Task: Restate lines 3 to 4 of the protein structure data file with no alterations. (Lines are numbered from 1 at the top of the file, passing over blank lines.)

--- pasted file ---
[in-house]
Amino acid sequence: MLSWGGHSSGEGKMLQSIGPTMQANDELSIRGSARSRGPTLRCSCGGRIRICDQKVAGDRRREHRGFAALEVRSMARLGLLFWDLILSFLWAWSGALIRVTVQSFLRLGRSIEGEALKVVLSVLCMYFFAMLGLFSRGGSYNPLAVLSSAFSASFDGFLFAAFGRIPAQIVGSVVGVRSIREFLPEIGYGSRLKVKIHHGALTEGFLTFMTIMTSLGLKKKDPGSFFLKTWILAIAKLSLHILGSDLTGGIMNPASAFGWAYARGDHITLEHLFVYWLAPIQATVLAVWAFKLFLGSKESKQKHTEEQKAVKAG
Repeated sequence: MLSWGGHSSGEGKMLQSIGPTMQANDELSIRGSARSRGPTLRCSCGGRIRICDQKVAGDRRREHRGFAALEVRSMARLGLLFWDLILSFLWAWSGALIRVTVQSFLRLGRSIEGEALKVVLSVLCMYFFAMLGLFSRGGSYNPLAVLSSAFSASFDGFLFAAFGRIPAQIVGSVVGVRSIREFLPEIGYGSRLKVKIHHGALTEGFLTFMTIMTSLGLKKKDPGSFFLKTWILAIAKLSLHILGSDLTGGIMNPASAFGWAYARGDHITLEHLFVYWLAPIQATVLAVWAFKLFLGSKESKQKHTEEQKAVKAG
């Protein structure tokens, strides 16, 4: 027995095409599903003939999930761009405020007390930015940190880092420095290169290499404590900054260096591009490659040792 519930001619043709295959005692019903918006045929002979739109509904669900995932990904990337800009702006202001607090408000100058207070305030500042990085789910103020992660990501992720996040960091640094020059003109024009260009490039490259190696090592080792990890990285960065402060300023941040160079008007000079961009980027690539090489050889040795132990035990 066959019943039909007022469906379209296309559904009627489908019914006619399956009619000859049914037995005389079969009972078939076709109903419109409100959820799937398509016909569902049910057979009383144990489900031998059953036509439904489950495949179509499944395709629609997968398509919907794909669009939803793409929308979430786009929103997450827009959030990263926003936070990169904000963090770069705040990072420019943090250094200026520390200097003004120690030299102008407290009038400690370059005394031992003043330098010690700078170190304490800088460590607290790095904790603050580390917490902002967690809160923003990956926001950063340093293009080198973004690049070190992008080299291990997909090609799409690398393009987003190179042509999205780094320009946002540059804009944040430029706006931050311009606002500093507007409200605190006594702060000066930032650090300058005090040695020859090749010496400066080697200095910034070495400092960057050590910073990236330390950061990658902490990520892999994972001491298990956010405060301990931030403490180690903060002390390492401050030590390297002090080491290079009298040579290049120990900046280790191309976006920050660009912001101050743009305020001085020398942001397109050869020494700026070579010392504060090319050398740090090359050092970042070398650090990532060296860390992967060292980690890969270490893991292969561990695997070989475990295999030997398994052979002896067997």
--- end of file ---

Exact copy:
Repeated sequence: MLSWGGHSSGEGKMLQSIGPTMQANDELSIRGSARSRGPTLRCSCGGRIRICDQKVAGDRRREHRGFAALEVRSMARLGLLFWDLILSFLWAWSGALIRVTVQSFLRLGRSIEGEALKVVLSVLCMYFFAMLGLFSRGGSYNPLAVLSSAFSASFDGFLFAAFGRIPAQIVGSVVGVRSIREFLPEIGYGSRLKVKIHHGALTEGFLTFMTIMTSLGLKKKDPGSFFLKTWILAIAKLSLHILGSDLTGGIMNPASAFGWAYARGDHITLEHLFVYWLAPIQATVLAVWAFKLFLGSKESKQKHTEEQKAVKAG
């Protein structure tokens, strides 16, 4: 027995095409599903003939999930761009405020007390930015940190880092420095290169290499404590900054260096591009490659040792 519930001619043709295959005692019903918006045929002979739109509904669900995932990904990337800009702006202001607090408000100058207070305030500042990085789910103020992660990501992720996040960091640094020059003109024009260009490039490259190696090592080792990890990285960065402060300023941040160079008007000079961009980027690539090489050889040795132990035990 066959019943039909007022469906379209296309559904009627489908019914006619399956009619000859049914037995005389079969009972078939076709109903419109409100959820799937398509016909569902049910057979009383144990489900031998059953036509439904489950495949179509499944395709629609997968398509919907794909669009939803793409929308979430786009929103997450827009959030990263926003936070990169904000963090770069705040990072420019943090250094200026520390200097003004120690030299102008407290009038400690370059005394031992003043330098010690700078170190304490800088460590607290790095904790603050580390917490902002967690809160923003990956926001950063340093293009080198973004690049070190992008080299291990997909090609799409690398393009987003190179042509999205780094320009946002540059804009944040430029706006931050311009606002500093507007409200605190006594702060000066930032650090300058005090040695020859090749010496400066080697200095910034070495400092960057050590910073990236330390950061990658902490990520892999994972001491298990956010405060301990931030403490180690903060002390390492401050030590390297002090080491290079009298040579290049120990900046280790191309976006920050660009912001101050743009305020001085020398942001397109050869020494700026070579010392504060090319050398740090090359050092970042070398650090990532060296860390992967060292980690890969270490893991292969561990695997070989475990295999030997398994052979002896067997």